You are here: Home - Insurance - News -

Income protection holders risk limited pay outs

Written by: Paloma Kubiak
People who choose to buy income protection may not be shielded as well as they believe when illness or injury strikes, research reveals.

Income Protection (IP) insures people if they lose their income due to serious illness or injury, providing them with money while they undergo recovery or are unable to work again.

While a good safety net, the number of income protection products available today has fallen by 13% (from 56 in 2013 to 49 now), according to financial information business, Defaqto.

The number of providers operating in the market has dropped by a quarter, from 32 to 24, meaning consumers have less choice.

But the biggest blow to consumers is that there has been an increase in ‘limited’ term policies, paying out short-term rather than until retirement. As such, people are at risk in the event of a long-term claim.

‘Worrying shift’

Historically, IP policies typically covered the insured until retirement, but Defaqto has identified a ‘potentially worrying shift’ towards limited payment policies.

Whereas term-to-retirement policies pay an income from the date of the claim until retirement, limited policies only pay out for a set number of years, typically between two and five. These are likely to be cheaper upfront.

When an individual makes a claim, the insurer will pay out only for the term agreed, for example five years, rather than up until their planned retirement date. If the person is unable to return to work before the payment term is up, they could be left without an income.

Given that the average payment period for an IP claim is four years and some insurers report as much as seven years, Defaqto warns this is longer than any limited product currently available.

Five years ago, the majority (68%, 38 out of 56 products) only offered term-to-retirement cover, but today this has fallen to just over half (53%, 26 out of 49 products).

By contrast, today 47% (23 out of 49 products) offer fixed term payment options compared to just 32% (18 out of 56 products) in 2013. As such, the Defaqto data suggests the market is moving towards limited products, leaving consumers with less choice on term-to-retirement cover.

Income Protection 2018 vs 2013

Providers in the market Products available Limited term only Both options available Term-to-retirement only
2018 24 49 10 13 26
2013 32 56 9 9 38
Change -25% -13% 11% 44% -32%

*Data taken from Defaqto Matrix database

Ben Heffer, insight analyst – life and protection, at Defaqto, said: “We spend thousands of pounds each year insuring our homes, cars and gadgets, and yet we rarely think of insuring ourselves. If you had a machine that generated your salary every month, you would make sure that was insured, this is essentially what income protection is. If you get a serious illness or a life-changing injury, payments from a policy can offer you a financial lifeline and real peace of mind.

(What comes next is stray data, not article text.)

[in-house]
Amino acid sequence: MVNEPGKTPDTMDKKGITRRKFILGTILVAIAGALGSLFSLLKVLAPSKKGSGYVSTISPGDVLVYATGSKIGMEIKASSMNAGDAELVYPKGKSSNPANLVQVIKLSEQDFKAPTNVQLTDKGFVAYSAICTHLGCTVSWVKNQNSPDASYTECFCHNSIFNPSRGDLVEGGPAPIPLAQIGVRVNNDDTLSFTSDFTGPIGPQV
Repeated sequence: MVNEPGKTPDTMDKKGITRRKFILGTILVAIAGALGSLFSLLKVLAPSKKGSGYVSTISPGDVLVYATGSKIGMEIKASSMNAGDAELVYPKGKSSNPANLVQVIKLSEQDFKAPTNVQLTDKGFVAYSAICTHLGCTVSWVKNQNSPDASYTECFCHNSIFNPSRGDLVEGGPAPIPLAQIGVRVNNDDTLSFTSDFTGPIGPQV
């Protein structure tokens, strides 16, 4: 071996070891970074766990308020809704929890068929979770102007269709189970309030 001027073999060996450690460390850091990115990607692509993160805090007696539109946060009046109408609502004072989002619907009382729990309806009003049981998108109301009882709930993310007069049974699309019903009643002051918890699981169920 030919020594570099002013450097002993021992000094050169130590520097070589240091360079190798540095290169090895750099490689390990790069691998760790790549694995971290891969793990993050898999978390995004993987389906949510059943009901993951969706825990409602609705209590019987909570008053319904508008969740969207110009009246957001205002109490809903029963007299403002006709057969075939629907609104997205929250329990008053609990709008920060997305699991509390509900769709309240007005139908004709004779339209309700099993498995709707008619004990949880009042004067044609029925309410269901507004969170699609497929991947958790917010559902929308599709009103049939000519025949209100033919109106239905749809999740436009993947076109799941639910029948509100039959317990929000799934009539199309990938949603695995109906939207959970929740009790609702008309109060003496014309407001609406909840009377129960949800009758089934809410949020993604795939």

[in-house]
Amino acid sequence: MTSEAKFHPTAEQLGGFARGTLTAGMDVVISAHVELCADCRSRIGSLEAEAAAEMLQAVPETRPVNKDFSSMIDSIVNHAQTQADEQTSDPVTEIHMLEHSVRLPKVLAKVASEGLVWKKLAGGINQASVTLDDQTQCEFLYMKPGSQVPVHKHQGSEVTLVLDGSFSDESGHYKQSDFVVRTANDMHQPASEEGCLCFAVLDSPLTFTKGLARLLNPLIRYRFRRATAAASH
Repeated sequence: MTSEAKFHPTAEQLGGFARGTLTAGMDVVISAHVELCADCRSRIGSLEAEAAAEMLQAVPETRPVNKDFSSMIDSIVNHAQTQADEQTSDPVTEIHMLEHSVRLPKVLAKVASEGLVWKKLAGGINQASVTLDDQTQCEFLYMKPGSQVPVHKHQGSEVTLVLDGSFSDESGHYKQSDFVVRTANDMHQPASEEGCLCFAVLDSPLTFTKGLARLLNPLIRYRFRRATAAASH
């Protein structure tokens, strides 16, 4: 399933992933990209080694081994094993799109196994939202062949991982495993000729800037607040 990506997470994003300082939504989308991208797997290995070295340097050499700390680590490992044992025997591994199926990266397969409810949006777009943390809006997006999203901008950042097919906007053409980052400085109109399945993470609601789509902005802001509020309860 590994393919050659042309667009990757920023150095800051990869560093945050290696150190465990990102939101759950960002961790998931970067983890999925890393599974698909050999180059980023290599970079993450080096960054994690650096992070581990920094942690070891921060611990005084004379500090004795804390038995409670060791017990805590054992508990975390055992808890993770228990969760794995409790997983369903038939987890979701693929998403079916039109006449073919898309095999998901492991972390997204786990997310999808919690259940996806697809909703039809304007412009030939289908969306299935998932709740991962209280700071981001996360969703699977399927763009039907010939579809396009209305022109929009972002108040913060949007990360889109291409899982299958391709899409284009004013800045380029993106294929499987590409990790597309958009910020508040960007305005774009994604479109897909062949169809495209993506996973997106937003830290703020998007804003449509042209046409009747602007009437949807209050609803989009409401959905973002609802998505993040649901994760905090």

“While there has been a shift towards limited policies, having some IP cover is better than none and these policies can be great value for those on a tight budget. Income Protection is a complex product and anyone buying it should seek independent financial advice to make sure they get the right product for their needs.”

There are 0 Comment(s)

If you wish to comment without signing in, click your cursor in the top box and tick the 'Sign in as a guest' box at the bottom.

Autumn Statement: Everything you need to know at a glance

Yesterday Chancellor Jeremy Hunt made his first fiscal statement in the role, outlining a range of tax measure...

End of Help to Buy: 10 alternatives for first-time buyers

The deadline for Help to Buy Equity Loan applications passed on 31 October. If you’re a first-time buyer who...

Moving to an energy prepayment meter: Everything you need to know

As households struggle with the soaring cost of energy, tens of thousands of billpayers are expected to move o...

What will happen if rates change

How your finances will be impacted by a rise in interest rates.

Regular Savings Calculator

Small regular contributions can build up nicely over time.

Online Savings Calculator

Work out how your online savings can build over time.

DIY investors: 10 common mistakes to avoid

For those without the help and experience of an adviser, here are 10 common DIY investor mistakes to avoid.

Mortgage down-valuations: Tips to avoid pulling out of a house sale

Down-valuations are on the rise. So, what does it mean for home buyers, and what can you do?

Five tips for surviving a bear market mauling

The S&P 500 has slipped into bear market territory and for UK investors, the FTSE 250 is also on the edge. Her...

Money Tips of the Week